Thangka Making in Beijing
By Jacqueline Miller  ·  2018-01-08  ·   Source: | NO. 2 JANUARY 11, 2018

A semi-finished thangka painting (JACQUELINE MILLER)

I first heard of the term "thangka" when I moved to my present neighborhood near Beijing's Yonghegong, the site of an imperial Buddhist temple of the same name which was established during the Qing Dynasty (1644-1911). Today, Yonghe Temple is one of Beijing's biggest tourist attractions, popularly known as the Lama Temple. There I got to learn more about thangkas, Buddhist paintings that can be used as meditational aids.

My first hands-on experience with thangkas was last winter, when I was going through a difficult period in my life. I had discovered a thangka workshop in an alley near my home and sought a haven there.

Making a small thangka would take me roughly 20 hours, I was told. I could come and go as I pleased, and I could squeeze in thangka-making sessions between work or other activities. Aspiring or seasoned thangka artists could choose either a Buddhist or secular pattern (ethnic minorities, flowers, goldfish) from one of their books or create their own, from a photo or the like.

I thought working on a thangka would be a good exercise in self-discipline and concentration. It had a slight meditative touch, and I could use my hand-eye coordination skills and relax. I also enjoyed using my hands in a totally different way.

In fact, thangka art has been practiced for over 1,000 years and is part of Himalayan cultural heritage. In an exhibition on thangkas I visited at the Beijing Culture and Art Center, the process was described as "the spiritual cultivation of the creator."

I chose to make a Guanyin thangka. Guanyin is the Buddhist goddess of mercy; the deity's name is short for Guanshiyin, which in Chinese means "perceiving the sounds (or cries) of the world." In my painting, Guanyin is shown in a white robe, with legs crossed over one another sitting on a lotus flower, looking down demurely, holding a water flask and a willow branch. The composition is relatively simple, one figure with a human appearance and a serene expression on her face.

Guanyin is a figure a non-Buddhist such as myself can easily relate to not only because of her anthropomorphic appearance, but because compassion and mercy are universal values. Plus, looking at that particular painting gave me a sense of temporary peace. Basically, it was a motif I as a Westerner could identify with as well.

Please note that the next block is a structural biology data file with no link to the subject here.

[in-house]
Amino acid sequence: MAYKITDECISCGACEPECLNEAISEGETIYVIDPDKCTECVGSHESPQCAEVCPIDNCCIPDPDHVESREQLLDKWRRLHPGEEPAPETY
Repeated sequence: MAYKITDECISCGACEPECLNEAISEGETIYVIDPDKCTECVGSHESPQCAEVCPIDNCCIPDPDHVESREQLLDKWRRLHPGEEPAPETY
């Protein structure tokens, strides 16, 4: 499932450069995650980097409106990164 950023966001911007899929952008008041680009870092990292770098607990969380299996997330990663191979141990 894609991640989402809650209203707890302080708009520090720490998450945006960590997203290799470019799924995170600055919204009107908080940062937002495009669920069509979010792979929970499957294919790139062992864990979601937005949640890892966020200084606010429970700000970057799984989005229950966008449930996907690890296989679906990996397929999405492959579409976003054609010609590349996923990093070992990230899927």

There are different kinds of thangkas. Some are painted directly onto a canvas, and others are like the ones we created in the workshop, where you glue metal strips upon a design you have drawn in pencil on a wooden board, bending the strips in a serpentine way or laying them straight as the pattern dictates.

After you have recreated the pattern of your design with the metal strips, you mix colors and paint them in, sort of like coloring in the fields in a coloring book. You use a color copy of your chosen pattern to give you guidance on the colors, but you can deviate. For example, I made my sky a romantic cotton-candy pink, and the shade of hair of my Guanyin was more dark brown than black (after all, it was a "foreign" Guanyin!).

Finally, you shake the painting gently to make sure the paint settles evenly before drying; otherwise the thangka will be lumpy in some parts. Once you have finished your thangka, the workshop frames it, although traditionally thangkas are unframed scrolls.

I completed my thangka, roughly two months after I had started it at the end of December 2017, over the Western and Chinese New Year's celebrations. While working on my thangka, Guanyin had taken on a life of her own, as I had "created" her body parts, clothed her, and provided her with attributes. Sort of like playing Prometheus and Frankenstein without the negative outcomes.

My teacher said my work was not too bad, considering it was my first thangka, but compared to seasoned thangka makers, it was certainly no masterpiece. My Guanyin is now in my living room, sitting high up on a cabinet. From far away, she looks perfect, but if you look closely, you will see the blemishes but that doesn't matter.

What matters is that working on my Guanyin was, from start to finish, a labor of love and healing during a difficult period in my life. After all, it was about the journey, not the destination.

The author is an American living in Beijing

Copyedited by Chris Surtees

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